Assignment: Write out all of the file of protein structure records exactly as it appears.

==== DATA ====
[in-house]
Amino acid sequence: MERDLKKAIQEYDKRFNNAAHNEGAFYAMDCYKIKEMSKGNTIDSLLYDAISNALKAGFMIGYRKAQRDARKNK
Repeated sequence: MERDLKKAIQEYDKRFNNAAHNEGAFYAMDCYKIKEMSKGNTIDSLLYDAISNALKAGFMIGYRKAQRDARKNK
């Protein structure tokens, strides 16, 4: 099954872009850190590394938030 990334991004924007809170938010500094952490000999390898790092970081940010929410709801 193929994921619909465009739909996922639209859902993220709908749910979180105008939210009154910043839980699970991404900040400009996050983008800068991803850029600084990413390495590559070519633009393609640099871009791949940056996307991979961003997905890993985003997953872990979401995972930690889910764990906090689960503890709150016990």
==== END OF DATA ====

[in-house]
Amino acid sequence: MERDLKKAIQEYDKRFNNAAHNEGAFYAMDCYKIKEMSKGNTIDSLLYDAISNALKAGFMIGYRKAQRDARKNK
Repeated sequence: MERDLKKAIQEYDKRFNNAAHNEGAFYAMDCYKIKEMSKGNTIDSLLYDAISNALKAGFMIGYRKAQRDARKNK
């Protein structure tokens, strides 16, 4: 099954872009850190590394938030 990334991004924007809170938010500094952490000999390898790092970081940010929410709801 193929994921619909465009739909996922639209859902993220709908749910979180105008939210009154910043839980699970991404900040400009996050983008800068991803850029600084990413390495590559070519633009393609640099871009791949940056996307991979961003997905890993985003997953872990979401995972930690889910764990906090689960503890709150016990």